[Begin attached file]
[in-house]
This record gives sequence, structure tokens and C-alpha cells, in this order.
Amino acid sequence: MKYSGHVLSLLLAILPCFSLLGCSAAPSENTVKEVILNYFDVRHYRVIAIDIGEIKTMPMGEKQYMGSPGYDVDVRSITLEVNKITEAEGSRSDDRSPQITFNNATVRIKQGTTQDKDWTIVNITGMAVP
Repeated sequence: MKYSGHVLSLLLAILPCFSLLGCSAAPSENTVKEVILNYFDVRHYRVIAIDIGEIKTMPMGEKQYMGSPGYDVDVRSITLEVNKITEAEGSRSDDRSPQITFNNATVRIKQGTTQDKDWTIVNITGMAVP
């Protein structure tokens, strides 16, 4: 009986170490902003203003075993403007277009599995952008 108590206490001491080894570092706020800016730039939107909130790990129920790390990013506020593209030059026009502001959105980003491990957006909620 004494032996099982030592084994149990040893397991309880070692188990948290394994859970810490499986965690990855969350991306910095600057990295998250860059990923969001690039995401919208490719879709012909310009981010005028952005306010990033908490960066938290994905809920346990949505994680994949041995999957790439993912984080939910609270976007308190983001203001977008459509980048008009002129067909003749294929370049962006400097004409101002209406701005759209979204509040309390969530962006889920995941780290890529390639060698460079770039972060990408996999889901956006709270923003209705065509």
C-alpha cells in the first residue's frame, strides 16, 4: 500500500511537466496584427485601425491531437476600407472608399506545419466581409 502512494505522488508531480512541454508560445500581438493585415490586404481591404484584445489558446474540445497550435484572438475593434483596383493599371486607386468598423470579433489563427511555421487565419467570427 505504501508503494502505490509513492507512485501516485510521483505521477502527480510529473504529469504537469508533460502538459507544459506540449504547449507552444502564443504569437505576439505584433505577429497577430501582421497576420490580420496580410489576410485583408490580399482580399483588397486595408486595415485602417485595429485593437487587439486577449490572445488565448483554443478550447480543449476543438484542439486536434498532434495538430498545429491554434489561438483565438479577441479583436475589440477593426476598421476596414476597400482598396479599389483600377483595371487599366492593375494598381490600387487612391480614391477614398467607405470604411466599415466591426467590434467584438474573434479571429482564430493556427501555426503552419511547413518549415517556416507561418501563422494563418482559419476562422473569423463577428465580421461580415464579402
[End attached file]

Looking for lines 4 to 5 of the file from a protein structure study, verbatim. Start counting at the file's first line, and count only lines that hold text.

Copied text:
Repeated sequence: MKYSGHVLSLLLAILPCFSLLGCSAAPSENTVKEVILNYFDVRHYRVIAIDIGEIKTMPMGEKQYMGSPGYDVDVRSITLEVNKITEAEGSRSDDRSPQITFNNATVRIKQGTTQDKDWTIVNITGMAVP
């Protein structure tokens, strides 16, 4: 009986170490902003203003075993403007277009599995952008 108590206490001491080894570092706020800016730039939107909130790990129920790390990013506020593209030059026009502001959105980003491990957006909620 004494032996099982030592084994149990040893397991309880070692188990948290394994859970810490499986965690990855969350991306910095600057990295998250860059990923969001690039995401919208490719879709012909310009981010005028952005306010990033908490960066938290994905809920346990949505994680994949041995999957790439993912984080939910609270976007308190983001203001977008459509980048008009002129067909003749294929370049962006400097004409101002209406701005759209979204509040309390969530962006889920995941780290890529390639060698460079770039972060990408996999889901956006709270923003209705065509």